The Sibyl would appear to be a relatively early work by Creti, dateable to the first decade of the 18th Century. Its composition corresponds rather closely to the Cleopatra formerly in the Hercolani Fava Simonetti collection (fig. 1), which Renato Roli dated to the early 1700s.1 The Cleopatra, in turn, relates to a figure at the extreme left of one of the artist’s most famous pictures, the Alexander the Great threatened by his Father in the National Gallery of Art, Washington, DC (inv. 1961.9.6), which has been given a likely dating of 1700-1705. Thus, the present painting should date to about the same moment in the young artist’s career, the opening years of the new century.
Such a dating would also fit with the early provenance of the painting. Count Pietro Ercole Fava (1667/9-1744) was a member of one of the most important aristocratic families of Bologna which had a long history of supporting the arts. He was also a talented dilettante painter,2 and a close friend of Donato Creti, who had studied with him in the studio of Lorenzo Pasinelli. Fava and his father, Alessandro, would become early supporters of Creti, and in fact in the posthumous inventory of Pietro Ercole, drawn up in 1745 by the artist himself, there are listed over 100 paintings by Creti, as well as numerous drawings. The first room of the inventory, the “Camera Dipinta dall’Albani” contained a number of works by the artist. The second one listed, directly after the Alexander now in Washington, is a “Donna con turbante che legge, in mezza figura, con cornice dorata, del Creti."3 The painting was valued by Creti at 50 Bolognese lire, more than the Cleopatra mentioned above. While the inventory contains no measurements for the paintings, the reverse of the frame of the present painting bears a brand and an inscription which ties the painting to the Fava family (figs. 1 and 2).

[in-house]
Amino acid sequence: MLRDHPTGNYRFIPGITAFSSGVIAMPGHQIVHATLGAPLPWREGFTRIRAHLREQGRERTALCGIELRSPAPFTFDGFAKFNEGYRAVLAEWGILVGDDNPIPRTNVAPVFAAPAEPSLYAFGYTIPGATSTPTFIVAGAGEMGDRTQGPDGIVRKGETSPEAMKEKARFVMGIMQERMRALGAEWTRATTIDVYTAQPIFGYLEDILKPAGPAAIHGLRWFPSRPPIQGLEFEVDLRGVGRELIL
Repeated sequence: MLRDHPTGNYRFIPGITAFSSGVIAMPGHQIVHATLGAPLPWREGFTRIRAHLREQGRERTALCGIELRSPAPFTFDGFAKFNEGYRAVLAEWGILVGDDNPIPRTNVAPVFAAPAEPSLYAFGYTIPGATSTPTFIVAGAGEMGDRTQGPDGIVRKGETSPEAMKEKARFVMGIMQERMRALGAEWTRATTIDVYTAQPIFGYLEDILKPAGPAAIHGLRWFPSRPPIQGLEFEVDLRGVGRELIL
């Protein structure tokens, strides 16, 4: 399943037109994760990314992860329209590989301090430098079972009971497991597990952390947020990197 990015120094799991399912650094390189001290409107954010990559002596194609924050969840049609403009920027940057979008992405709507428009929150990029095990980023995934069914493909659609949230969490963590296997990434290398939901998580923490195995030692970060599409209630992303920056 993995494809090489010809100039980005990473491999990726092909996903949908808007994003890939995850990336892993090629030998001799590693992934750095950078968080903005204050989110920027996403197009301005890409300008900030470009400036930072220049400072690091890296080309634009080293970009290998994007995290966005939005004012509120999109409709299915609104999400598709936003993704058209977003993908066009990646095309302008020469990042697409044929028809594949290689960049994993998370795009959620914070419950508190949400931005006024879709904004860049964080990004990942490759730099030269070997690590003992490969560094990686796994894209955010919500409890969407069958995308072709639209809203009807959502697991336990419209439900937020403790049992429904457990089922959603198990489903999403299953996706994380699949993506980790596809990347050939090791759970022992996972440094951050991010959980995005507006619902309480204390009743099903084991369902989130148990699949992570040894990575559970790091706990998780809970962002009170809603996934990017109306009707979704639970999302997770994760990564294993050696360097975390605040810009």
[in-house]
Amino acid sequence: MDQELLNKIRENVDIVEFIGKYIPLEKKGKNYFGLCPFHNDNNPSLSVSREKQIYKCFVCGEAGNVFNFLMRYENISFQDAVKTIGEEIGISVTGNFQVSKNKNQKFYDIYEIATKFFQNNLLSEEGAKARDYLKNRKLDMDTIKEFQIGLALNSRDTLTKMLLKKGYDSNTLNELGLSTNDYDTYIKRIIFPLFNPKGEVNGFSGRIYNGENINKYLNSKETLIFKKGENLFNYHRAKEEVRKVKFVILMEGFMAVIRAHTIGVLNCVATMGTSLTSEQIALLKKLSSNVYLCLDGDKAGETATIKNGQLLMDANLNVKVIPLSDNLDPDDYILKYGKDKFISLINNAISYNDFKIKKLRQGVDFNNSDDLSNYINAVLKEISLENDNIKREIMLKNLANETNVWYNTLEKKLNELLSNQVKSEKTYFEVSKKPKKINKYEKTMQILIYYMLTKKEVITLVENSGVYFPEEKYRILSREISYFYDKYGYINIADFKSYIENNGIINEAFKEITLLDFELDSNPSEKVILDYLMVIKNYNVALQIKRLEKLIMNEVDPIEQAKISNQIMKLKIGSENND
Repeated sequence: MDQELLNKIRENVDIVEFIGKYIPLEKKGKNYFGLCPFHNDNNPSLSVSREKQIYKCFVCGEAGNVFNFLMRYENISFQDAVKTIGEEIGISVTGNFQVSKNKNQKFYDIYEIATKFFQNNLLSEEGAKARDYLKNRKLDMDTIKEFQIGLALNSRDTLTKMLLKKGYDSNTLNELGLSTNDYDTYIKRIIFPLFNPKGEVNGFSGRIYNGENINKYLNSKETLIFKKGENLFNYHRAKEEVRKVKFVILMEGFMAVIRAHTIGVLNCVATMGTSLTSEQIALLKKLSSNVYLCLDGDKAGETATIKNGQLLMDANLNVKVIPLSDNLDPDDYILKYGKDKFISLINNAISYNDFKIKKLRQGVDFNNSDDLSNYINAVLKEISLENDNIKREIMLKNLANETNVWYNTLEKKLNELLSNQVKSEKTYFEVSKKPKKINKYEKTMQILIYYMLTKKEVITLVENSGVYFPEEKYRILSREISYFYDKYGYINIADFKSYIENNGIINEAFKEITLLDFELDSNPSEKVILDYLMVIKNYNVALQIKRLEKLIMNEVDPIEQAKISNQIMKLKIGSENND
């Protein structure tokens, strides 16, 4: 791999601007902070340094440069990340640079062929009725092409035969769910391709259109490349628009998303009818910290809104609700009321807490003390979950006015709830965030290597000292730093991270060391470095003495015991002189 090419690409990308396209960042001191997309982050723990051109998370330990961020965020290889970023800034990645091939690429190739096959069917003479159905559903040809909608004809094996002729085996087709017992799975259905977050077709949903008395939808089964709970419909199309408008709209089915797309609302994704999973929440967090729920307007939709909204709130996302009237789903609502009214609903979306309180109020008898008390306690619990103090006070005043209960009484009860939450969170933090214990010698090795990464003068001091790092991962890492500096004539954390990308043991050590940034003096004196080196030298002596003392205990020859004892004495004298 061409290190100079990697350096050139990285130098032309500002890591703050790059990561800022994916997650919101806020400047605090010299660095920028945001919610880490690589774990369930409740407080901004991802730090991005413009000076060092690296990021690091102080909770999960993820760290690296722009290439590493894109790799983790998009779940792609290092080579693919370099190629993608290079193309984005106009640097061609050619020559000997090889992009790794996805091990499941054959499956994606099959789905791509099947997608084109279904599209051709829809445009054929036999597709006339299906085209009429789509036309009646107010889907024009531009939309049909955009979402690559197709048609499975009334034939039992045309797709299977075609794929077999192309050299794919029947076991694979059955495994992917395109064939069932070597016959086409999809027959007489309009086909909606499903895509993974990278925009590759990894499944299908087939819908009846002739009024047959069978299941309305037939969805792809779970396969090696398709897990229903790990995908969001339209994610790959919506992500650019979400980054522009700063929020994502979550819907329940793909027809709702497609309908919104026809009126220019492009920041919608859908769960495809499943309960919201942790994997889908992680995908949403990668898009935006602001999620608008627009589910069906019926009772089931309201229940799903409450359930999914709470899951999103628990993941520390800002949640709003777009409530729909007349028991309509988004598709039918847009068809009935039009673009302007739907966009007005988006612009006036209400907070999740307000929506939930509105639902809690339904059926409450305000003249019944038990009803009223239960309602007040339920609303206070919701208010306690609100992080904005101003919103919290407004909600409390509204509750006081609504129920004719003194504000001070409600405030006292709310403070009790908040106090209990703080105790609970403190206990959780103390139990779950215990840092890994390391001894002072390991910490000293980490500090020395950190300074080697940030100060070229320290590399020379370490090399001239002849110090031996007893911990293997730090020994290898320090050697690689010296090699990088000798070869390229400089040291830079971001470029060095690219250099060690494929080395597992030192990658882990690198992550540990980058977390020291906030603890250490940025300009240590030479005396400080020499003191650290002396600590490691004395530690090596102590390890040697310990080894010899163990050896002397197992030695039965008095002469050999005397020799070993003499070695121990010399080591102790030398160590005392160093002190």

We are grateful to Prof. Daniele Benati who has confirmed the attribution to Creti based on photographs.
1. R. Roli, Donato Creti, 1967, p. 92.
2. Both Giampietro Zannetti and Luigi Crespi considered him important enough to devote biographies to him.
3. “Woman with a turban who is reading, half length, with a gilt frame, by Creti.” Cf. Campori, op. cit., p. 603
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